I love it when I have two whole weeks to focus on writing, which has been the case since my last post—yay! I’m collaborating with another Kingston, Ontario writer, and we’ve been working (slowly) on a children’s book project for nearly a year, on and off. Together, we are infusing new life into an old manuscript, making it accessible, engaging, and lively for today’s awesome kids. OK, yeah, I know you want to know what the book is, but I can’t say just yet. Mum’s the word! (The above, slightly skewed, pic of my Backyard Circus proposal is an example of a winning proposal, but this isn’t what I’m currently sweating over.) Suffice it to say, having a block of two weeks to focus on this project has been downright glorious.
The early stages of writing a book and securing a contract are super-duper time-consuming. Until the idea really takes hold of me, I can be lured away by other work and responsibilities (uh oh)—and fun stuff like emailing friends and walking my dog. But I’ve come to learn that when I unexpectedly land some treasured downtime from my editorial work, I need to be disciplined and continue working full days. This is a challenge because, at this stage, there are no real deadlines. It’s smart to make up your own deadlines, however, to keep the project on track.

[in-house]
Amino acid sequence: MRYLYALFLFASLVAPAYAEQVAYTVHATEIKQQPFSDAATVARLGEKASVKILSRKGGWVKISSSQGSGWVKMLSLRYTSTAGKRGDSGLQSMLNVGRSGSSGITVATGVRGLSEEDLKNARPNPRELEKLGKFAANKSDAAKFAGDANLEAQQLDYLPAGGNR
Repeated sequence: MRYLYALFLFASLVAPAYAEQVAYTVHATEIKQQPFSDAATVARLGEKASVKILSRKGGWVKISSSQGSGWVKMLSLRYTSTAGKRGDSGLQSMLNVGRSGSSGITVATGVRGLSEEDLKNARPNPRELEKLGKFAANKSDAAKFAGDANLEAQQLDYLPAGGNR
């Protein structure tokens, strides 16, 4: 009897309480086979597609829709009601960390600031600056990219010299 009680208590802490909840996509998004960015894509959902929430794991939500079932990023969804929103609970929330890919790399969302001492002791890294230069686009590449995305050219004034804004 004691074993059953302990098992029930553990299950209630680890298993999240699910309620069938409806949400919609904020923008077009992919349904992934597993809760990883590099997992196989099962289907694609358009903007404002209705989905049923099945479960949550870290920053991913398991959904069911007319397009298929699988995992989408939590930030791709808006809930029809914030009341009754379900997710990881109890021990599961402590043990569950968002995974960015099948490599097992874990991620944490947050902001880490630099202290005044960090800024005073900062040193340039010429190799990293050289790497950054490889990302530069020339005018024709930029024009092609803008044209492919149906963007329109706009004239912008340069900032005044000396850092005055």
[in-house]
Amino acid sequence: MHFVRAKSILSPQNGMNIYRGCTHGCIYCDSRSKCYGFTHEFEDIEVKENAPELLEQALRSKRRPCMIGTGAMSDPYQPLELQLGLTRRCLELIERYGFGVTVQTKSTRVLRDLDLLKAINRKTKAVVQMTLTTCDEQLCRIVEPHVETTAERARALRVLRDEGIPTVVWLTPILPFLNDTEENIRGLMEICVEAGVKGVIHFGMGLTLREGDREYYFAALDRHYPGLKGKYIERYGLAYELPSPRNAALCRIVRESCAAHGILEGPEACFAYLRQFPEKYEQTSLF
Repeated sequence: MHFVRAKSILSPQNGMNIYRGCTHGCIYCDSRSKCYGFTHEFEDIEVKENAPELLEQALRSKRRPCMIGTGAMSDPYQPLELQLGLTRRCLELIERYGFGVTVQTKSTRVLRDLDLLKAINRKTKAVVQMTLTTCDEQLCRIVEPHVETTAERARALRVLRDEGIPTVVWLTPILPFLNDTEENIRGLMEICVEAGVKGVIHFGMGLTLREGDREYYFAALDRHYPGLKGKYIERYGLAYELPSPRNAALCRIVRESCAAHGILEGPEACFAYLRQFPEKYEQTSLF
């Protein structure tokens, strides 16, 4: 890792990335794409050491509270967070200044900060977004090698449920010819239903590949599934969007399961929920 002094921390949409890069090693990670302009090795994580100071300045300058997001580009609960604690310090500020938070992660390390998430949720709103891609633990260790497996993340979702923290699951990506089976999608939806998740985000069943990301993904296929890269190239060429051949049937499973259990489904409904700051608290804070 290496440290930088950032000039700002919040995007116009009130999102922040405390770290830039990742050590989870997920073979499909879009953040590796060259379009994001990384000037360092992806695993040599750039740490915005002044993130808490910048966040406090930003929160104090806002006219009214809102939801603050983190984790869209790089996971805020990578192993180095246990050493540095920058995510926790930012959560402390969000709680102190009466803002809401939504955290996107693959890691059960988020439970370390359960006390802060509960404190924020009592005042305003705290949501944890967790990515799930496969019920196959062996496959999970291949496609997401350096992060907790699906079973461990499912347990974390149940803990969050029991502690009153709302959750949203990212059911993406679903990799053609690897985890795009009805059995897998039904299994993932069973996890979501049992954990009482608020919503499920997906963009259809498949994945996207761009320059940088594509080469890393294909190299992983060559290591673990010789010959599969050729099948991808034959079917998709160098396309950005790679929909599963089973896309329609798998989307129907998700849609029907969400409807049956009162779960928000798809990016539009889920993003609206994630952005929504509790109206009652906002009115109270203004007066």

Writing time is precious. It has to be reasonably quiet (i.e., no jackhammers) and can’t have any distractions from family members (“Mom, can I have a playdate tomorrow?”). In fact, it usually means acting like a hermit, forgetting to have lunch until it’s late, covering my desk in loose papers and stacked of books, and obsessing over digging up the smallest details. But in a collaboration with another writer, I actually get to leave the house. Whoo-hoo! It’s pretty cool to discuss concerns and brainstorm brilliant solutions with someone who shares the same passion for the book and topic. And, I often get to have cookies and tea!
In short, these are the first eight steps that I follow in creating a nonfiction book.
1. Think of a great idea.
2. Create an outline and a table of contents.
3. Make “thumbnail” sketches showing what content will appear on each page.
5. Conduct market research to determine whether or not there is a need for this book. (Will it sell? If not, go back to step 1.)
6. Write some sample pages.
7. Polish the sample pages.
8. Examine publishers’ lists and think about which publishing house might want to publish it.
Now, clearly, this leaves out a lot of nitty-gritty details–sorry about that! If you want more information about particular steps, I’d love to hear from you. Perhaps I could write about various stages another time (note to self). Once these eight steps are complete, it’s time to put together an eye-catching, interesting, and market-savvy proposal to send out to publishers. You can read more on that in my next blog.Read More »